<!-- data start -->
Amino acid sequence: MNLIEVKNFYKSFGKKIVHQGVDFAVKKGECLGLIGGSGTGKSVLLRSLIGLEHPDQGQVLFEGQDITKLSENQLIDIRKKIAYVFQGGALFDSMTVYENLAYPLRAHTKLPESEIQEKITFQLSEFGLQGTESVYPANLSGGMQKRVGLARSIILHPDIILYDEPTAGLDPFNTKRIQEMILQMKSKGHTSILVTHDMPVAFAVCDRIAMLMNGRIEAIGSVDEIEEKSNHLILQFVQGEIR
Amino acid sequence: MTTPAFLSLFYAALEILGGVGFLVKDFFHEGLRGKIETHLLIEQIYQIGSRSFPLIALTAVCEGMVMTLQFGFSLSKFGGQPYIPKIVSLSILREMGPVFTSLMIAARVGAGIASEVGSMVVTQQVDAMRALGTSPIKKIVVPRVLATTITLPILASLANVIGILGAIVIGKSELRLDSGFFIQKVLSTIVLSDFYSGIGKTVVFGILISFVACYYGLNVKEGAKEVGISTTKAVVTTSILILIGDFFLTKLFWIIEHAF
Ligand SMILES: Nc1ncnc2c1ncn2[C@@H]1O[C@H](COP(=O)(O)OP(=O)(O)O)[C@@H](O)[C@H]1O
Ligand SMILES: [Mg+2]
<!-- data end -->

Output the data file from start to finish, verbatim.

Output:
Amino acid sequence: MNLIEVKNFYKSFGKKIVHQGVDFAVKKGECLGLIGGSGTGKSVLLRSLIGLEHPDQGQVLFEGQDITKLSENQLIDIRKKIAYVFQGGALFDSMTVYENLAYPLRAHTKLPESEIQEKITFQLSEFGLQGTESVYPANLSGGMQKRVGLARSIILHPDIILYDEPTAGLDPFNTKRIQEMILQMKSKGHTSILVTHDMPVAFAVCDRIAMLMNGRIEAIGSVDEIEEKSNHLILQFVQGEIR
Amino acid sequence: MTTPAFLSLFYAALEILGGVGFLVKDFFHEGLRGKIETHLLIEQIYQIGSRSFPLIALTAVCEGMVMTLQFGFSLSKFGGQPYIPKIVSLSILREMGPVFTSLMIAARVGAGIASEVGSMVVTQQVDAMRALGTSPIKKIVVPRVLATTITLPILASLANVIGILGAIVIGKSELRLDSGFFIQKVLSTIVLSDFYSGIGKTVVFGILISFVACYYGLNVKEGAKEVGISTTKAVVTTSILILIGDFFLTKLFWIIEHAF
Ligand SMILES: Nc1ncnc2c1ncn2[C@@H]1O[C@H](COP(=O)(O)OP(=O)(O)O)[C@@H](O)[C@H]1O
Ligand SMILES: [Mg+2]